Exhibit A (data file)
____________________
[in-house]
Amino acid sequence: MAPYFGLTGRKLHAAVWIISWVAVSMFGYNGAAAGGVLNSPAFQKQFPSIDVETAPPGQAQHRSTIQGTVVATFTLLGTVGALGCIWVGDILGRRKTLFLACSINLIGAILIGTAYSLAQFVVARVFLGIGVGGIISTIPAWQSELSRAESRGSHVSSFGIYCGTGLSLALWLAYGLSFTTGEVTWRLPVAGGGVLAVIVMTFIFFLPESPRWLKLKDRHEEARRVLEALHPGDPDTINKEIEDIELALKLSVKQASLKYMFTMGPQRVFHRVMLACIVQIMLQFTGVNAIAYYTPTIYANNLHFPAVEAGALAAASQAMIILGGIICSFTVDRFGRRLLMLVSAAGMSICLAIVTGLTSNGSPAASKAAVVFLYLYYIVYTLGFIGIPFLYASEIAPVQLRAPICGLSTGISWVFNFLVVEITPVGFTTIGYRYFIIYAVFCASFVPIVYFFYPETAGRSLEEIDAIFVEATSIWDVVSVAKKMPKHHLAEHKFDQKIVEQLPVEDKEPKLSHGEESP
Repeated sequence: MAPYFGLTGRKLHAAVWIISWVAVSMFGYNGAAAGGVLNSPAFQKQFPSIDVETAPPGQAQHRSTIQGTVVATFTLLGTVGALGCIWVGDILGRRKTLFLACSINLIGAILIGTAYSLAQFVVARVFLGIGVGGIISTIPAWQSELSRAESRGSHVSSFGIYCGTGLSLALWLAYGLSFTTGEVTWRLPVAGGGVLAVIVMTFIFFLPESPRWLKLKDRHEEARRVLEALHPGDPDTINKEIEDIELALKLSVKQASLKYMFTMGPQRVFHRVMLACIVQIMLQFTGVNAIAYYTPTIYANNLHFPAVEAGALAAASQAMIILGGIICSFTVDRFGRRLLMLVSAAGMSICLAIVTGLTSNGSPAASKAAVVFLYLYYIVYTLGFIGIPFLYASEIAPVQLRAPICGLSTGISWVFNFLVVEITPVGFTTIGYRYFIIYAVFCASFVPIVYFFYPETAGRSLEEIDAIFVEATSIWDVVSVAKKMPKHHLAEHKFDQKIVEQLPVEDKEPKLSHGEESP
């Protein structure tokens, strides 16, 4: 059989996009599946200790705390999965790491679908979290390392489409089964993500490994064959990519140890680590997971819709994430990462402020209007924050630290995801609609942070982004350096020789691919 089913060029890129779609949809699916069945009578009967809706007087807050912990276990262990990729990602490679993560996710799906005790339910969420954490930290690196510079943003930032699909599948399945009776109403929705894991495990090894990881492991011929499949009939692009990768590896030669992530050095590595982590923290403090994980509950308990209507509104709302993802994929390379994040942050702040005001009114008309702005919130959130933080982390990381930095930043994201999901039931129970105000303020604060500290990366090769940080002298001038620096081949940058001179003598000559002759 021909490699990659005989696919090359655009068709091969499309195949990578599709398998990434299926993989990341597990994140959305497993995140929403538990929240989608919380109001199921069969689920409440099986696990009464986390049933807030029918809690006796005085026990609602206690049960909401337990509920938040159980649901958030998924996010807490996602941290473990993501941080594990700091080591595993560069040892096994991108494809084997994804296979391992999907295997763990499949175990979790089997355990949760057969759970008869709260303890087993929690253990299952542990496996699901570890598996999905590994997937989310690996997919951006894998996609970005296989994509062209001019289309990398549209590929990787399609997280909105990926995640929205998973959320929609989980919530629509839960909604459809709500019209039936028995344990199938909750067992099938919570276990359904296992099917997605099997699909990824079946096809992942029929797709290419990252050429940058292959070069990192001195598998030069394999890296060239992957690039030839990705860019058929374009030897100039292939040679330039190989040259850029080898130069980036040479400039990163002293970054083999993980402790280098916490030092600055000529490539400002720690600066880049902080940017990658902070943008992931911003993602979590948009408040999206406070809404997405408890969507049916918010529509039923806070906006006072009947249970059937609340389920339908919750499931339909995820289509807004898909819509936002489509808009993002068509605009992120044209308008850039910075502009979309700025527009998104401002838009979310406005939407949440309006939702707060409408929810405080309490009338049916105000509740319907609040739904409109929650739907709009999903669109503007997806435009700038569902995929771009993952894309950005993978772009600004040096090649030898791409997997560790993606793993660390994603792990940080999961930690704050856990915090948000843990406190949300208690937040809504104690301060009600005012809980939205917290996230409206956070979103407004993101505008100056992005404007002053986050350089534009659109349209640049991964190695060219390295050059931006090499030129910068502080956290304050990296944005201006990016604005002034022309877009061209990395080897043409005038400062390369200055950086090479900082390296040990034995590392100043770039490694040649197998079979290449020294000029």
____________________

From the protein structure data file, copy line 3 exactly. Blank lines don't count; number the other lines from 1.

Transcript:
Repeated sequence: MAPYFGLTGRKLHAAVWIISWVAVSMFGYNGAAAGGVLNSPAFQKQFPSIDVETAPPGQAQHRSTIQGTVVATFTLLGTVGALGCIWVGDILGRRKTLFLACSINLIGAILIGTAYSLAQFVVARVFLGIGVGGIISTIPAWQSELSRAESRGSHVSSFGIYCGTGLSLALWLAYGLSFTTGEVTWRLPVAGGGVLAVIVMTFIFFLPESPRWLKLKDRHEEARRVLEALHPGDPDTINKEIEDIELALKLSVKQASLKYMFTMGPQRVFHRVMLACIVQIMLQFTGVNAIAYYTPTIYANNLHFPAVEAGALAAASQAMIILGGIICSFTVDRFGRRLLMLVSAAGMSICLAIVTGLTSNGSPAASKAAVVFLYLYYIVYTLGFIGIPFLYASEIAPVQLRAPICGLSTGISWVFNFLVVEITPVGFTTIGYRYFIIYAVFCASFVPIVYFFYPETAGRSLEEIDAIFVEATSIWDVVSVAKKMPKHHLAEHKFDQKIVEQLPVEDKEPKLSHGEESP